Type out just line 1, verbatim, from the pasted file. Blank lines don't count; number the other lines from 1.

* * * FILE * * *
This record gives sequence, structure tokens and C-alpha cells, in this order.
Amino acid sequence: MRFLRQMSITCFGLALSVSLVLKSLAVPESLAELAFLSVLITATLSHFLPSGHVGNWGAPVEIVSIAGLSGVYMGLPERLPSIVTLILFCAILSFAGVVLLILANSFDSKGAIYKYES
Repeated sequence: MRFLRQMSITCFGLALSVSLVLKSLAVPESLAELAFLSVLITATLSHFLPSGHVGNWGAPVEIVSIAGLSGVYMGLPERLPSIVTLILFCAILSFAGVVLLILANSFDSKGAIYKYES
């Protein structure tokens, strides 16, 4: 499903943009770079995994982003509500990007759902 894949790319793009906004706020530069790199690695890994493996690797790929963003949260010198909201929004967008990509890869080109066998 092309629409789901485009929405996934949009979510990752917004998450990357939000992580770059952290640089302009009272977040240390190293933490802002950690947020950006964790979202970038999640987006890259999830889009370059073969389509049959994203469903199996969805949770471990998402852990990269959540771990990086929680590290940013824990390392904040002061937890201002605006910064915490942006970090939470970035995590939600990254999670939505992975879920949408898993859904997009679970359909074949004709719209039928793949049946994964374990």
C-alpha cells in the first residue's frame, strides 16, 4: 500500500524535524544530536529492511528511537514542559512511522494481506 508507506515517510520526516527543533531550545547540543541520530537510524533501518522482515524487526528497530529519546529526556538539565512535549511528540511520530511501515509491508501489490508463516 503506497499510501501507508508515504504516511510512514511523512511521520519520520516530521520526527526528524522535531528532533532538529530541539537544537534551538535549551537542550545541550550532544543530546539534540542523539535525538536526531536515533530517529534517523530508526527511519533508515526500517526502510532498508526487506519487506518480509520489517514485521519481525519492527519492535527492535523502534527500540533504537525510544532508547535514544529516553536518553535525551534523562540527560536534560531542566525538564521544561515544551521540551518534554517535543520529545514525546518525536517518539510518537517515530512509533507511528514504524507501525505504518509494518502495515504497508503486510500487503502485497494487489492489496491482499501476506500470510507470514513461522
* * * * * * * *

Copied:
This record gives sequence, structure tokens and C-alpha cells, in this order.